K12 IS : Martin Patiño
Interview by Panagioti Venetsano
Exclusive Interview with Martin Patiño
Our dynamic and exclusive interview series continues!
Added to its force is Martin Patino (Cadenza - MBF)
We examined his artistic approach to producing, life background and his club grooviness in his Dj sets and he has prepared for us an exclusive top mix full of dance attitude!
Dim the lights and get ready to sweat.
None of the tracks I play live have the same instruments of the originals. Some of them do not have an original, and I mainly prefer randomness and incident, rather than perfection during my show.
Describe to me your journey to Berlin via Peru.
I wasn't born in Peru and I didn't live there. I was born and raised in Italy, in a small town called Reggio Emilia. But, my mother is from Peru, and so is a part of the family, which moved to Italy; so musically the influence was strong enough to make me feel somehow musically South American. Berlin has been a chance connected to my studies, so in 2008, I began studying in Potsdam; a university near Berlin.
Any scary stories about the factory dorm that you live in?
I live in a "normal" house my friend:) My studio is in an old building bought, your probably mean that. Nothing scary, sorry:)
As you mentioned in your interview, you incorporate sexual themes
into your tracks. How so?
Because I feel sex is a powerful drive for human being, and taking it as a fuel for productivity it's somehow like getting inspired from the need of food. It's so basic that emotions come out in a powerful way.
Instrumental arrangements in electronic music is not always bounded
by structural placement. How often do you get lucky in getting tracks
to sound just right?
Hard to answer. Right and wrong are given by taste and musical background. Something really cheesy, basic and boring might sound right to inexperienced listeners, while complex creations might sound like unorganized noise. So I guess for my ears, every track sounds good, as they represent my musical need, experience, taste and satisfaction.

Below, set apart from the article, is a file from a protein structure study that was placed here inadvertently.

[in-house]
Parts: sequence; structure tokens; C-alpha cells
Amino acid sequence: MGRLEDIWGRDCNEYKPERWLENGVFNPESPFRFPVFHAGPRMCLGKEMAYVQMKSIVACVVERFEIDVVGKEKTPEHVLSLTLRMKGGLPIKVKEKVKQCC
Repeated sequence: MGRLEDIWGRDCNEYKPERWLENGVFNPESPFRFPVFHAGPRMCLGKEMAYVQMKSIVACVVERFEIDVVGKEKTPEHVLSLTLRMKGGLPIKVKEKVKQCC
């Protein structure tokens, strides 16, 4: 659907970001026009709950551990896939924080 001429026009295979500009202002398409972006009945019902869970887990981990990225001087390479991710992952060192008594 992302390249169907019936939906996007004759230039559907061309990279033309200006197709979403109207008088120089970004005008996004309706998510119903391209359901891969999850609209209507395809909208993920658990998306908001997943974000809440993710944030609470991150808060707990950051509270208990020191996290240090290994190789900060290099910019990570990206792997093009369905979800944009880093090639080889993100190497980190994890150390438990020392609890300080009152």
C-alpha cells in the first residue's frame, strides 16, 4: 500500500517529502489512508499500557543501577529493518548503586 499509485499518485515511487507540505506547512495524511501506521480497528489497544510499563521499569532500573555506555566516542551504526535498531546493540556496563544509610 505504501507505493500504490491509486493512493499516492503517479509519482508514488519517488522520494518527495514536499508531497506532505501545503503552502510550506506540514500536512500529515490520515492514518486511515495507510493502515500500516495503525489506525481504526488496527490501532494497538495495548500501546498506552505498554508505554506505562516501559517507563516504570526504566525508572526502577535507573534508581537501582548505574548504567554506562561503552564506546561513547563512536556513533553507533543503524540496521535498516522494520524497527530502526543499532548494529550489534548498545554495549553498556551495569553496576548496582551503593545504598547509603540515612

Do you believe that club tracks should be formulated for specific sounds and people?
I believe that every club track is a combination of different parameters, and every parameter has a personal value to the listener. Which means, everyone enjoys each track in a different way, even if the result might be similar. So yes, some club tracks can be formulated for specific groups of people, resulting in a similar effect. At the same time, an artist should feel free to explore his musical interest. Music is also business and there is nothing wrong in preparing something for a specific group.
Do upcoming releases highlight your persistence in achieving your goals?
Sure they do. My goals are parallel to the development of my career, artistic-wise and business-wise.
Describe the exclusive mix set you've prepared for Kyoob.tv.
What turns you off with bookings?
People thinking that what I do is not a job, that don’t consider the time and money spent producing music an investment; Fortunately, they are hard to find, at least until now.
The process of a live set is sub-central to producing. Is it consisted 100% of a track you've already mastered or do you blend ideas on the spot?
None of the tracks I play live have the same instruments of the originals. Some of them do not have an original, and I mainly prefer randomness and incident, rather than perfection during my show. That's the reason why I also play with random objects that I find in the city I'm called to play.
What comical activity you think is overrated in the electronic music scene?
I feel everything is balanced. I can't say David Guetta is overrated, because people pay for him.